The copy of the original birth certificate shall clearly indicate that it may not be used for identification purposes.
The law still has language about “nondisclosure” of information. What is that about?
This relates only to the process of releasing “identifying information” from the current Vermont Adoption Registry. Under current law, which will extend until July 1, 2023, a birthparent may file a nondisclosure request that will prevent the disclosure of specific identifying information from the registry. On and after July 1, 2023, nondisclosure requests will no longer be allowed.
It is important to note that the filing of any nondisclosure statement with the registry, whether in the past or up to July 1, 2023, relates only to information held by the registry. This specific provision does not apply to the original birth certificate and the new law expressly states that:
This section [related to the registry] shall not be interpreted to interfere with a person’s right to obtain a copy of an original birth certificate pursuant to section 6-107 of this title.
Adoption registries almost always require mutual consent to release information, and they are focused on facilitating contact between people involved in an adoption. Vermont’s registry is no exception. After July 1, 2023, however, the registry will no longer accept requests for nondisclosure of certain information to the adult adopted person. Again, these provisions have no effect on the release of the original birth certificate.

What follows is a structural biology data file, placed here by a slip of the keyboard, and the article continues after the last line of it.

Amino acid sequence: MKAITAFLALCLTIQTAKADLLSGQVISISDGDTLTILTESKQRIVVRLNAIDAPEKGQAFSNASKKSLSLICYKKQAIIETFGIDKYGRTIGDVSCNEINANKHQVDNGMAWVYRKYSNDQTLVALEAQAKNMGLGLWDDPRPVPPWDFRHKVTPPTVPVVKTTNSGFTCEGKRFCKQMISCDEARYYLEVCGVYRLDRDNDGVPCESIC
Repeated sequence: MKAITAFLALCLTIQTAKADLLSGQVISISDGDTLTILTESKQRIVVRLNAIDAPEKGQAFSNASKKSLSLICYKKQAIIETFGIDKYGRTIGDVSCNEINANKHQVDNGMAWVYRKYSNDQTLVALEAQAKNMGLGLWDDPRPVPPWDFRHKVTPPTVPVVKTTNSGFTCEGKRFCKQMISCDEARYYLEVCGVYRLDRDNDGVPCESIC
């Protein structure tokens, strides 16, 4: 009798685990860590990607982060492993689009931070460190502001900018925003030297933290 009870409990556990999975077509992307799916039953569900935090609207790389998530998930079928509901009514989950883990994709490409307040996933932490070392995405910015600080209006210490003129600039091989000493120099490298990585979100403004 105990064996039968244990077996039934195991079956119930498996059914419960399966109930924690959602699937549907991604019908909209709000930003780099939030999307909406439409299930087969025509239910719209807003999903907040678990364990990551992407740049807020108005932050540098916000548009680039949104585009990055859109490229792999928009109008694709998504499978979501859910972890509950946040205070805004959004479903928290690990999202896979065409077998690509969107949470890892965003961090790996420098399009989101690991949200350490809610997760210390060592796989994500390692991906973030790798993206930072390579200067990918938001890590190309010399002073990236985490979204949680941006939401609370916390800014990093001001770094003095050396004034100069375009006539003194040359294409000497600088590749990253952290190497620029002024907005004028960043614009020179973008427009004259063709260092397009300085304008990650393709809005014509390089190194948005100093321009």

Is there a state or other group involved with this new law?
Yes. The Vermont Adoptee Rights Working Group (VAWRG) led on-the-ground efforts to enact the new law. VARWG is part of the New England Adoptee Rights Coalition, which was also centrally involved in efforts.
Where can I read the text of the new law?
You can find the relevant portions of the law here on Adoptee Rights Law Center, which has been updated to reflect the new law. Links to the state law are also on that page but the state of Vermont may not have updated its online statutes yet to reflect the new changes. You can read a PDF of the officially passed bill here.
Will you be updating this FAQ when necessary?
Yes, I will update this FAQ as more information becomes available or if information changes or needs correction based on what I currently understand about implementation of the new law. Adoptee Rights Law Center is also a core partner in the New England Adoptee Rights Coalition, where information will also be posted.
Have you updated your map yet?
Not yet. We will have to wait until July 1, 2023, to set off our full array of adoptee fireworks. Until then, the map will still look like this, though there is a note about the new law if you click on Vermont.
US OBC Rights